La Granja is a medium weigh euro that I enjoyed well enough but there wasn't particularly anything that hooked me in the game. It's got a lot of mechanics at play which create for these tight turns where you're always an action or two short of doing everything you want to do. Maybe it's the fact I played it with two players which meant a lot less competition for resources that would probably be scarcer at a higher player count.

Robinson Crusoe: Adventures on the Cursed Island is one of those cooperative games that has a reputation for being brutal. It certainly lived up to its reputation as the game constantly kept us running behind on resources. To me, this felt a lot closer to what I wanted from The 7th Continent. More nuanced survival mechanics at interplay with each other, a gradual sense of exploration with a bit of flavor to it all. I'm eager to return to this one again as I could see it becoming a favorite.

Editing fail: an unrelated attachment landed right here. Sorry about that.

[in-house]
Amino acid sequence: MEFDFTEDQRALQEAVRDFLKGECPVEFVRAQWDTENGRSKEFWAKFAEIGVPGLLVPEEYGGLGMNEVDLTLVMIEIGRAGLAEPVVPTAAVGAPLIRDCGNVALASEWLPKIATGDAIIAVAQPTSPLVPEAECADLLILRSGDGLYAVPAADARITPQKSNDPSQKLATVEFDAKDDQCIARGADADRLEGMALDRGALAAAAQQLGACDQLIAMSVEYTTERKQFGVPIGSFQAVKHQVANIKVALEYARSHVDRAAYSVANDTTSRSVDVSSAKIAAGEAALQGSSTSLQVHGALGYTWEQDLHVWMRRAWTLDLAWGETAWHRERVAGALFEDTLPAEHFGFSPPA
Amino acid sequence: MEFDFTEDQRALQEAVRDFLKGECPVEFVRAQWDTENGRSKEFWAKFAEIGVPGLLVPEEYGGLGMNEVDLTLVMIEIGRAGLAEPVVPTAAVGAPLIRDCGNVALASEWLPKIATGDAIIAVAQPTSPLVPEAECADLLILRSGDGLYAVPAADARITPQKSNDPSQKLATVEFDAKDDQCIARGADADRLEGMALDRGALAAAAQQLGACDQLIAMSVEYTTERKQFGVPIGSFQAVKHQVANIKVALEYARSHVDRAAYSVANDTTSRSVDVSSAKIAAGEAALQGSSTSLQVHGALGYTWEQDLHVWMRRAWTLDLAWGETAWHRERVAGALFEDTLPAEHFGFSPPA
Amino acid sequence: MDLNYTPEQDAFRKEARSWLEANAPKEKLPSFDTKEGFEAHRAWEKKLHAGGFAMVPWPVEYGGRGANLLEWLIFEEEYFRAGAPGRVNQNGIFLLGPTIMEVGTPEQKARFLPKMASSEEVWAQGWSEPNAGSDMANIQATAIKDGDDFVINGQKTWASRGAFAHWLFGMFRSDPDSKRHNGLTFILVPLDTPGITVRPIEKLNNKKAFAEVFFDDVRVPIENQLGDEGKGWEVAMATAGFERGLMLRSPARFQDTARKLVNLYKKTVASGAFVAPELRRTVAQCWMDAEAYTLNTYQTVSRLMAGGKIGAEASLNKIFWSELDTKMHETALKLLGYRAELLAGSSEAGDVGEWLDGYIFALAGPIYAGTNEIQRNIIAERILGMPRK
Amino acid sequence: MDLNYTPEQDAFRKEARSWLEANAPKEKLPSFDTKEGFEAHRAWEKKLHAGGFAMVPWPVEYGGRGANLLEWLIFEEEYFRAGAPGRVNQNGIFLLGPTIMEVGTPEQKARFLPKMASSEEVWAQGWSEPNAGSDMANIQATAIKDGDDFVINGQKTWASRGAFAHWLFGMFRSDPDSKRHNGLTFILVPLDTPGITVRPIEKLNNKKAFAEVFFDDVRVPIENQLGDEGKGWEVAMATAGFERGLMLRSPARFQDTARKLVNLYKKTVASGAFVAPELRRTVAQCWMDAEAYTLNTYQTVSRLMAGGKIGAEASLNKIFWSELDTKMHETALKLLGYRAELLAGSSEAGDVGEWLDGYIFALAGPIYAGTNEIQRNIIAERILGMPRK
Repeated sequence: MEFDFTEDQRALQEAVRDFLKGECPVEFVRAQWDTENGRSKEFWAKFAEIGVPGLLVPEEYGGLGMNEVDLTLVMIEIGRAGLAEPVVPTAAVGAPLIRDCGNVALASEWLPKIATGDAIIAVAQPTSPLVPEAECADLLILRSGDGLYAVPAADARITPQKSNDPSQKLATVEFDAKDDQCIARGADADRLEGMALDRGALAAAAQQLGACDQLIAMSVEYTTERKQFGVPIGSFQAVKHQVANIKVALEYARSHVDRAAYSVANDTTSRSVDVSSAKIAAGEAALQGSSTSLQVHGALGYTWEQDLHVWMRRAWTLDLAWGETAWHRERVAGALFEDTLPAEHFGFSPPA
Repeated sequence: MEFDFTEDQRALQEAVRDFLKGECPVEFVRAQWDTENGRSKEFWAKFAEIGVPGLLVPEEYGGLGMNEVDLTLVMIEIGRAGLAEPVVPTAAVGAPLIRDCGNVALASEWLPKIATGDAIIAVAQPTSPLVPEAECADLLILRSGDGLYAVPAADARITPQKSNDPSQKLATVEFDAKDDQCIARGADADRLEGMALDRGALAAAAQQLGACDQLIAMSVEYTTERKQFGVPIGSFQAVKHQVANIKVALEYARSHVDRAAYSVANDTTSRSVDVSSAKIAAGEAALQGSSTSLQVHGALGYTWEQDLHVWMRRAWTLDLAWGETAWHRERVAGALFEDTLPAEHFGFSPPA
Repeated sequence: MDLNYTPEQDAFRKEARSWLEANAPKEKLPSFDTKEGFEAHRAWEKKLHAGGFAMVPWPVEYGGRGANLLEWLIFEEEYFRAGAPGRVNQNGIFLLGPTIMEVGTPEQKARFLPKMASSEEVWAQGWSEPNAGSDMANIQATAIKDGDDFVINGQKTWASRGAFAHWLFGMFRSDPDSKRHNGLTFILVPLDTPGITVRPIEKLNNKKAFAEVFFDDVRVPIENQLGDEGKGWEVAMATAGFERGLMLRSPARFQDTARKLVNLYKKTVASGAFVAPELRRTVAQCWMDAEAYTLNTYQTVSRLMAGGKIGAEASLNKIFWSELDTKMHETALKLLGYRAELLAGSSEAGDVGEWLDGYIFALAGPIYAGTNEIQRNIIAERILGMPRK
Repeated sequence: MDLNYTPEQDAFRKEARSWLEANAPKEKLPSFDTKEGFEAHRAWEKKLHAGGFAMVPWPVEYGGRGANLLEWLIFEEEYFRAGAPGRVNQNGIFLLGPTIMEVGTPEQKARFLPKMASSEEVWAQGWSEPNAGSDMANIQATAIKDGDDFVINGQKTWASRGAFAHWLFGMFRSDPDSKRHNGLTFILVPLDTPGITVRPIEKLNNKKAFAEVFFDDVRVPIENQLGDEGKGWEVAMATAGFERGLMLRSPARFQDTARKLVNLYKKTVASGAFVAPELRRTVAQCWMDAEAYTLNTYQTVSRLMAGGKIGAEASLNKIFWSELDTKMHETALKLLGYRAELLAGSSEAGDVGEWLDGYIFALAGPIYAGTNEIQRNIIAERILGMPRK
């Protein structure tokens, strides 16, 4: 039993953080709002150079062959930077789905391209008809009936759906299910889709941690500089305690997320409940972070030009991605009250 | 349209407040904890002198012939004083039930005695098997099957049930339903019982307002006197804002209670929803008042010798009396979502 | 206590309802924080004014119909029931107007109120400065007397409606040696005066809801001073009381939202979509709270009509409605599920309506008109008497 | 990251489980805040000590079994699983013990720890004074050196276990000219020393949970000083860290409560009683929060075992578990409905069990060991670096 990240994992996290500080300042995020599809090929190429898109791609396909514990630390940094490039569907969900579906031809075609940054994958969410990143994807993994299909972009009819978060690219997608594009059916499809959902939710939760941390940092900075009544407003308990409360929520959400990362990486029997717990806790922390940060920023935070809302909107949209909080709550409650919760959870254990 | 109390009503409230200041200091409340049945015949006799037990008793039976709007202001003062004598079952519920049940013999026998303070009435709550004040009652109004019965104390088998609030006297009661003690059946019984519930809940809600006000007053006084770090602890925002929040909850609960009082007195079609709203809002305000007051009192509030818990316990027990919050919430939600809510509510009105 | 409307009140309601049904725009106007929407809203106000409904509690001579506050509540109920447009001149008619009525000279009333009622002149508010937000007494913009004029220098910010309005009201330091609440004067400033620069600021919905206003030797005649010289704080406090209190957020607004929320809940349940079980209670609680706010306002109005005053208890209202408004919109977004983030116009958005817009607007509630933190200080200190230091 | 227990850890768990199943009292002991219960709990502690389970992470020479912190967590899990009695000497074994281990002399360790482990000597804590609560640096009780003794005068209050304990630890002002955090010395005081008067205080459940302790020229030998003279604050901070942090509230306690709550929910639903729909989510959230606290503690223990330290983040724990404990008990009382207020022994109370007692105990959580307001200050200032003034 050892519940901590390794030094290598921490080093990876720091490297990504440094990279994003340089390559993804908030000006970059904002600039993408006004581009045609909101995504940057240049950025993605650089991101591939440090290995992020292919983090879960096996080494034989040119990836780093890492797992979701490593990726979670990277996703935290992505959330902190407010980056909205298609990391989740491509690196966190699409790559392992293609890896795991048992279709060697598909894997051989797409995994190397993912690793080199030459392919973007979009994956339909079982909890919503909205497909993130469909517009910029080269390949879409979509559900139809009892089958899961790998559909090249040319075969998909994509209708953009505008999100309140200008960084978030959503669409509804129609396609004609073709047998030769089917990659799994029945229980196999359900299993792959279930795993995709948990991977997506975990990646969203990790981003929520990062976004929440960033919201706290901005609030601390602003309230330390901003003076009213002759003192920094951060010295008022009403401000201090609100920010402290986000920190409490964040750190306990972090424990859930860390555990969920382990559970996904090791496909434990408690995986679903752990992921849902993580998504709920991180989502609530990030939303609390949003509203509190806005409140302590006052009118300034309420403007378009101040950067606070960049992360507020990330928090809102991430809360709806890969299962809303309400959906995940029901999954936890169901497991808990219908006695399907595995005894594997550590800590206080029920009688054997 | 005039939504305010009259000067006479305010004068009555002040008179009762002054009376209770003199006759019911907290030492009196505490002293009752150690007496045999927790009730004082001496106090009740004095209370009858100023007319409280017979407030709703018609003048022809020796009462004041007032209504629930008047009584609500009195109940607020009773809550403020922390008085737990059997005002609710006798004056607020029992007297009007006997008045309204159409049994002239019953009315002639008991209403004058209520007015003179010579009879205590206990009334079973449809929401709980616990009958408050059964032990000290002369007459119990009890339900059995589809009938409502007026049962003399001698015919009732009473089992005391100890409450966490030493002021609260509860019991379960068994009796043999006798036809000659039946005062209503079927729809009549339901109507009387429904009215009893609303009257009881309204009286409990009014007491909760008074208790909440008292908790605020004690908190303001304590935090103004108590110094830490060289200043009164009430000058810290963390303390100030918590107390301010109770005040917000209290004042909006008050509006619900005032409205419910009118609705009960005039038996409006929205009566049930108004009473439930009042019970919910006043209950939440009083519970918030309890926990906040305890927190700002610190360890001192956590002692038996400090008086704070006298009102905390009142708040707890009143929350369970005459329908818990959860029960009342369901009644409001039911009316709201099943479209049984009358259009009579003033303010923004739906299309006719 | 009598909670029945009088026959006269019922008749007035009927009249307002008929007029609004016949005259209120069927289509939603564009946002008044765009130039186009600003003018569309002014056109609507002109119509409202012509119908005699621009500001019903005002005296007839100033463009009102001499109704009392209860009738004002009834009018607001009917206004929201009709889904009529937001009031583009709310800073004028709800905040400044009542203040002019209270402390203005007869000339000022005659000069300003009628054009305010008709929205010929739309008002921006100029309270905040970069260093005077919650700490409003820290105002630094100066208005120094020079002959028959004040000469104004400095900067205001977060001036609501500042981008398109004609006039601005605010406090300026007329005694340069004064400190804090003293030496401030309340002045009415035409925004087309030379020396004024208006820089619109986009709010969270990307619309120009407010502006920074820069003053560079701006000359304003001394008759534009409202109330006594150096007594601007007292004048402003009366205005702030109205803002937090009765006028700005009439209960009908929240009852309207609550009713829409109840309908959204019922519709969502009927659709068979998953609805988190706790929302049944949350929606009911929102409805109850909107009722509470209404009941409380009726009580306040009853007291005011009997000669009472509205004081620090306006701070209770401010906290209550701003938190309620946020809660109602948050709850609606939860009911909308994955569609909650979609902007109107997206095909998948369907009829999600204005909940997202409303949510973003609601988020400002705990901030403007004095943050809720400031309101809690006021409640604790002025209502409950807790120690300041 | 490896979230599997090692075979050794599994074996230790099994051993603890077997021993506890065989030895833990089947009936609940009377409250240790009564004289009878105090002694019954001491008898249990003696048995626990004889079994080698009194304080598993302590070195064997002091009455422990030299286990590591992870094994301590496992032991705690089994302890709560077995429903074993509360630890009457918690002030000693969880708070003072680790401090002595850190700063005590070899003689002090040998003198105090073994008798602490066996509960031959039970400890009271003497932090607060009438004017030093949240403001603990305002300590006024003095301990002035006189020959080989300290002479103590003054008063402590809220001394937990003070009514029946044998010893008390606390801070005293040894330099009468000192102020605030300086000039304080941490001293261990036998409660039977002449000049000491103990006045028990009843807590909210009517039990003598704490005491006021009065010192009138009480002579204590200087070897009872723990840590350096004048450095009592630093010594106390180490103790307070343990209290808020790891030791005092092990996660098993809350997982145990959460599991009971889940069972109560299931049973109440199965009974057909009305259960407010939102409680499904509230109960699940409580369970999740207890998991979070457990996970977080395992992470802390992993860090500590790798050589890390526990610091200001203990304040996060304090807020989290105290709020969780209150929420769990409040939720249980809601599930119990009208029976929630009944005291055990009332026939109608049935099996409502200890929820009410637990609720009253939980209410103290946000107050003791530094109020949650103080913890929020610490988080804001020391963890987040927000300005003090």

Cthulhu Wars gets a fair amount of rotation in our group as the big minis on a map beating up each other game. I love the asymmetrical factions and the general spectical of the game. At some point someone is going to stand up and chuck a big handful of dice across the board and a big blob of minis is going to slowly decrease until everyone licks their wounds, builds forces back up, and does the whole thing all over again. It's big, it's dumb, it's not that Lovecraftian, but I don't care, I love every damn minute of it.